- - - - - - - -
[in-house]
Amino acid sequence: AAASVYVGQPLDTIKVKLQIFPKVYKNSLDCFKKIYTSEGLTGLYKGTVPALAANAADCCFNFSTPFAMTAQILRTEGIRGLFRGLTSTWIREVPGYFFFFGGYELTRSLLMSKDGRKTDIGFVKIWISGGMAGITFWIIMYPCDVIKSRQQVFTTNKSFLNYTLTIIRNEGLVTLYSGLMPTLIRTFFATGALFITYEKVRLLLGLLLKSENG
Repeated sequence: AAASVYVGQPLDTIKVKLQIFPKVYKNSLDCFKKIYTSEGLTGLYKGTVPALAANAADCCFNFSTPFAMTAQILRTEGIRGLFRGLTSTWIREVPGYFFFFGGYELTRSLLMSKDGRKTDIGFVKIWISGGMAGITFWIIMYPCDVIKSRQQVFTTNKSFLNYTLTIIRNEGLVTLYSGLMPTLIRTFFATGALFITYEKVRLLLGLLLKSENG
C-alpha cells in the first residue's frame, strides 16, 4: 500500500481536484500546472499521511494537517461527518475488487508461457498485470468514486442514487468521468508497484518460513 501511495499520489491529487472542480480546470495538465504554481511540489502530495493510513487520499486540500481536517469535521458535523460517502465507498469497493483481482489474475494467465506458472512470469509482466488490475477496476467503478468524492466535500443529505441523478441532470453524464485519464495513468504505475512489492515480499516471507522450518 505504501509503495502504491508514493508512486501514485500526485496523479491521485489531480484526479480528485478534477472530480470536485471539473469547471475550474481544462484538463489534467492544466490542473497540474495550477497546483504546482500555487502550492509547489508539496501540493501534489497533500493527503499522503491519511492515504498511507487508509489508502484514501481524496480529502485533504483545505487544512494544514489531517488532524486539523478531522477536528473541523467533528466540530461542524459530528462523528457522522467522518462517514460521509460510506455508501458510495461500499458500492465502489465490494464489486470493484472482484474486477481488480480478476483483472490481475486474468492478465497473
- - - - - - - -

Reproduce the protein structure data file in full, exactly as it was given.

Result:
[in-house]
Amino acid sequence: AAASVYVGQPLDTIKVKLQIFPKVYKNSLDCFKKIYTSEGLTGLYKGTVPALAANAADCCFNFSTPFAMTAQILRTEGIRGLFRGLTSTWIREVPGYFFFFGGYELTRSLLMSKDGRKTDIGFVKIWISGGMAGITFWIIMYPCDVIKSRQQVFTTNKSFLNYTLTIIRNEGLVTLYSGLMPTLIRTFFATGALFITYEKVRLLLGLLLKSENG
Repeated sequence: AAASVYVGQPLDTIKVKLQIFPKVYKNSLDCFKKIYTSEGLTGLYKGTVPALAANAADCCFNFSTPFAMTAQILRTEGIRGLFRGLTSTWIREVPGYFFFFGGYELTRSLLMSKDGRKTDIGFVKIWISGGMAGITFWIIMYPCDVIKSRQQVFTTNKSFLNYTLTIIRNEGLVTLYSGLMPTLIRTFFATGALFITYEKVRLLLGLLLKSENG
C-alpha cells in the first residue's frame, strides 16, 4: 500500500481536484500546472499521511494537517461527518475488487508461457498485470468514486442514487468521468508497484518460513 501511495499520489491529487472542480480546470495538465504554481511540489502530495493510513487520499486540500481536517469535521458535523460517502465507498469497493483481482489474475494467465506458472512470469509482466488490475477496476467503478468524492466535500443529505441523478441532470453524464485519464495513468504505475512489492515480499516471507522450518 505504501509503495502504491508514493508512486501514485500526485496523479491521485489531480484526479480528485478534477472530480470536485471539473469547471475550474481544462484538463489534467492544466490542473497540474495550477497546483504546482500555487502550492509547489508539496501540493501534489497533500493527503499522503491519511492515504498511507487508509489508502484514501481524496480529502485533504483545505487544512494544514489531517488532524486539523478531522477536528473541523467533528466540530461542524459530528462523528457522522467522518462517514460521509460510506455508501458510495461500499458500492465502489465490494464489486470493484472482484474486477481488480480478476483483472490481475486474468492478465497473